Vettel pays tribute to tragic stars

Sebastian Vettel has conceded to suffering "mixed emotions" in the wake of his latest win which saw him claim a Formula One record.

A familiar sight this season.

The Indian Grand Prix proved to be the perfect race for Vettel as he achieved F1's 'grand chelem' - grand slam - of pole, race victory, fastest lap, as well as leading every lap.

The latter fact means he has now been in the lead for more laps in a single season than any other F1 driver in history, overtaking the 1992 mark set by Nigel Mansell.

But on the other hand there was also sadness on Sunday from Vettel in light of the tragic deaths in the last two weeks of double Indy 500 champion Dan Wheldon and MotoGP star Marco Simoncelli.

"It is the first grand prix in India and I am very proud to be the first winner," said double world champion Vettel.

"But we have recently had two tragic weekends, losing two of our mates. For everyone who is a fan of motorsport it has been a hard time.

"I didn't know Dan Wheldon, but he was a big name, and I only got to know Marco Simoncelli this year.

"Yes, we are ready to take certain risks when we jump into the car, but we obviously pray that every time nothing happens.

"Sometimes you get reminded of what can happen, and it is the last thing that we want to see.

"So there are mixed emotions and our thoughts are with them at this moment, especially with their families.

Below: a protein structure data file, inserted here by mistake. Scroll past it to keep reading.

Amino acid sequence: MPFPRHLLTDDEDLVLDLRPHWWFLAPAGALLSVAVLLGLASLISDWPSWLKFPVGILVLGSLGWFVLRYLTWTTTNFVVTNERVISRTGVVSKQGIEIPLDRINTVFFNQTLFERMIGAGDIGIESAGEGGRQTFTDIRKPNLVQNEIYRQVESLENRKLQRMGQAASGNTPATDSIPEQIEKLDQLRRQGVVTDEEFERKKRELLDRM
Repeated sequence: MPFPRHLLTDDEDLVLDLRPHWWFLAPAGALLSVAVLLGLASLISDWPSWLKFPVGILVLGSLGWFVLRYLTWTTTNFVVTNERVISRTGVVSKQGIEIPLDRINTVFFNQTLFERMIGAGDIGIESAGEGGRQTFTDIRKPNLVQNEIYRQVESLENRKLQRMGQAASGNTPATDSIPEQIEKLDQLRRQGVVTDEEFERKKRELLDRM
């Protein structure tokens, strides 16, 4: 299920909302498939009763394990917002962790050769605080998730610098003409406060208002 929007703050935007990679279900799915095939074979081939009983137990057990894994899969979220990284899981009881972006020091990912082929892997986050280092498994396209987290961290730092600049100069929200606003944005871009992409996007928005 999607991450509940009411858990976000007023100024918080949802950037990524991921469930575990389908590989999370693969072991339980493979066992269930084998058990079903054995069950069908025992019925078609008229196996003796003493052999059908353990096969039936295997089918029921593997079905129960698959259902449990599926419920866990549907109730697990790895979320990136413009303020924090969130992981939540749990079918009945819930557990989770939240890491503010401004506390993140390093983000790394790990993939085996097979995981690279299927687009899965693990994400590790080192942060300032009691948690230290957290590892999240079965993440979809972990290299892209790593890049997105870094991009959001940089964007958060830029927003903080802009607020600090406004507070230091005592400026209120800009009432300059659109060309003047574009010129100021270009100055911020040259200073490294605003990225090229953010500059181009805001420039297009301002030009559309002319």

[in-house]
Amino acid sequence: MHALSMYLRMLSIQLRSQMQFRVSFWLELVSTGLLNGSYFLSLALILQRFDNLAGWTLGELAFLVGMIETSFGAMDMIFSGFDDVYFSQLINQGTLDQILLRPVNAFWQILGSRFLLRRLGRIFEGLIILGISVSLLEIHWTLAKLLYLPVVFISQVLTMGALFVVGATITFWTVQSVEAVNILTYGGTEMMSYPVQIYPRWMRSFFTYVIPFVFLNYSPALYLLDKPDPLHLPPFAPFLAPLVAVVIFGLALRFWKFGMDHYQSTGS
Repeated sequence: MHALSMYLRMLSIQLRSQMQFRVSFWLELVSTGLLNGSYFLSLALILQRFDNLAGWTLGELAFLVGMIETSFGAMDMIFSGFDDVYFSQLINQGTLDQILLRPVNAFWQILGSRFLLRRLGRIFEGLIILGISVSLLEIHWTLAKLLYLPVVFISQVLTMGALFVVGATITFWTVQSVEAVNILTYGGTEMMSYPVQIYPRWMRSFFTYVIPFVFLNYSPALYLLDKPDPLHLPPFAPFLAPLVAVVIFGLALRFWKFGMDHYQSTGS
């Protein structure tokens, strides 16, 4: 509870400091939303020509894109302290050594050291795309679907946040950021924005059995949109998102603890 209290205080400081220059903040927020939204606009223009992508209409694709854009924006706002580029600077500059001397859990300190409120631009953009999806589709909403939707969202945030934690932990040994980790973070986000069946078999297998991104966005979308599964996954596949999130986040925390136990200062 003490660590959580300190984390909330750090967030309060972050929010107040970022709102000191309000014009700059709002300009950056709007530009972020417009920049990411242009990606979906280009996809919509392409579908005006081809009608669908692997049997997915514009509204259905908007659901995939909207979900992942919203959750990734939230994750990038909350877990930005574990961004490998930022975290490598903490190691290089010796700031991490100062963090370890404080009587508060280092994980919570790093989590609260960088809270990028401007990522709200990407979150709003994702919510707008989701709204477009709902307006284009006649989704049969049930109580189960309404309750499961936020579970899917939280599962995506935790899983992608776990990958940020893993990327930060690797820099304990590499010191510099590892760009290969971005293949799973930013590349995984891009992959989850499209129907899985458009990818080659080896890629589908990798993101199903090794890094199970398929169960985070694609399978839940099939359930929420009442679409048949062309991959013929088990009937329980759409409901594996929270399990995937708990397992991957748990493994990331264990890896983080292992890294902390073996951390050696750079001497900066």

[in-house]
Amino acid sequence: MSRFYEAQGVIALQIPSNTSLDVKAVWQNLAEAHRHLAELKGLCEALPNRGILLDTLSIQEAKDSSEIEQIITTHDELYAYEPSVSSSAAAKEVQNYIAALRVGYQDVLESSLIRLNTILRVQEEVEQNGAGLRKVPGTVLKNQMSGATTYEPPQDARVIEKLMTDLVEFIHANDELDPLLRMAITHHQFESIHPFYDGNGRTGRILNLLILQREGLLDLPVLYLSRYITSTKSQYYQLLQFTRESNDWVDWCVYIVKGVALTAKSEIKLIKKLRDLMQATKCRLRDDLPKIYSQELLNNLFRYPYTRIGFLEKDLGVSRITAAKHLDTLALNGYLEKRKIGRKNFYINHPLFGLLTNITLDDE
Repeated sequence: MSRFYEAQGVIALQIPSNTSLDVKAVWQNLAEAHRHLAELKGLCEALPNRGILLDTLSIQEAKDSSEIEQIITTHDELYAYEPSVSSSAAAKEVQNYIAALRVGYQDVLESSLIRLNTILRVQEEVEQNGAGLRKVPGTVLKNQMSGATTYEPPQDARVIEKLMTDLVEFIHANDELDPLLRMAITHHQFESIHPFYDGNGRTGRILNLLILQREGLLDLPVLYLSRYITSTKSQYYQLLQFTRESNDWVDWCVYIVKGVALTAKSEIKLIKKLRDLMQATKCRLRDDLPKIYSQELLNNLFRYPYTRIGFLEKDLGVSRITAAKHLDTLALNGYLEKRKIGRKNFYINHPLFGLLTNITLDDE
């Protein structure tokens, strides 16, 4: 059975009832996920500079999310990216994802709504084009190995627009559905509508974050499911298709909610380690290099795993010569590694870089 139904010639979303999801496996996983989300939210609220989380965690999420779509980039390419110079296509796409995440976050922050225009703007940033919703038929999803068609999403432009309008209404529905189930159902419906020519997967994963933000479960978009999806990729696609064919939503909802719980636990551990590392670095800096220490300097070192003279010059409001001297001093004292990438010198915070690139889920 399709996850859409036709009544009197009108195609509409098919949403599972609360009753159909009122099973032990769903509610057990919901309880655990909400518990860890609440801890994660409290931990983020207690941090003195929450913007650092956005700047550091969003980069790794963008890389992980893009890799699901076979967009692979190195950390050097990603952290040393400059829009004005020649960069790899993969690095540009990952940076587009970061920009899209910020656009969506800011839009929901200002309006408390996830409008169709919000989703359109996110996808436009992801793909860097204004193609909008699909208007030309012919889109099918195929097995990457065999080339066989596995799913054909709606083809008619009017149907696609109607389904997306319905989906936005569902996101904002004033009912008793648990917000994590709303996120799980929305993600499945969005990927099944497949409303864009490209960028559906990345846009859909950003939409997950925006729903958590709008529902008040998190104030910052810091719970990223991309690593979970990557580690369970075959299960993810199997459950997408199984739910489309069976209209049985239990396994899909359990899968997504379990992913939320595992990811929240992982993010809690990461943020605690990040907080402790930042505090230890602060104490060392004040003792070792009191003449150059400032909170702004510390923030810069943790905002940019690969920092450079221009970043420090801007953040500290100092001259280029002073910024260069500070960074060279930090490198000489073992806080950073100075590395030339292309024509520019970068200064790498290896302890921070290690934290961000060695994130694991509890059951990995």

"We should never forget those two young, very committed race drivers."

It was a perfect tribute from Vettel, who despite the fact he is only 24, continues to display remarkable maturity. And it came just minutes after his 11th win of a stunning season and 21st of his career, the former statistic leaving him two wins shy of Michael Schumacher's 2004 single-season record of 13.

Victory in the final two grands prix in Abu Dhabi and Brazil will see him equal the mark, leaving him with a potential target for the year.

"People have questioned my motivation coming into this weekend," added Vettel.

"But as I have touched on, the whole team is still very hungry and the best thing is we still have two races to go so we can enjoy it a lot. For me motivation is not an issue."

The debut race on the subcontinent has proven to be a roaring success, even if the facilities need a little work ahead of next year's race.

But with 95,000 fans in the stands, it should be an event that grows for the future.

"There were a lot of people here, this was a big event with a great atmosphere and with all the grandstand nearly sold out, so great to be part of it," said Vettel.

The German ultimately finished 8.4 seconds ahead of McLaren's Jenson Button, with Fernando Alonso a distant third in his Ferrari.

Both Button and Alonso echoed Vettel's sentiments when it came to reflecting on Wheldon and Simoncelli, for whom a minute's silence was observed before the start.

"The last two weekends have been very, very difficult given the two fatalities," said Button.

"I knew Dan from a very early age. He was the guy we always had to beat in the early formulas, so I'm very sad.

"I think we should dedicate this first Indian race to him and Marco who was a super-talented youngster, the most amazing guy to watch on a bike."

Alonso gave his perspective, saying: "As Sebastian and Jenson said, mixed feelings this weekend after sad weeks for motorsport with the two accidents.

"I think we all raced for them today [Sunday], and looking ahead we should always remember these two fantastic people."



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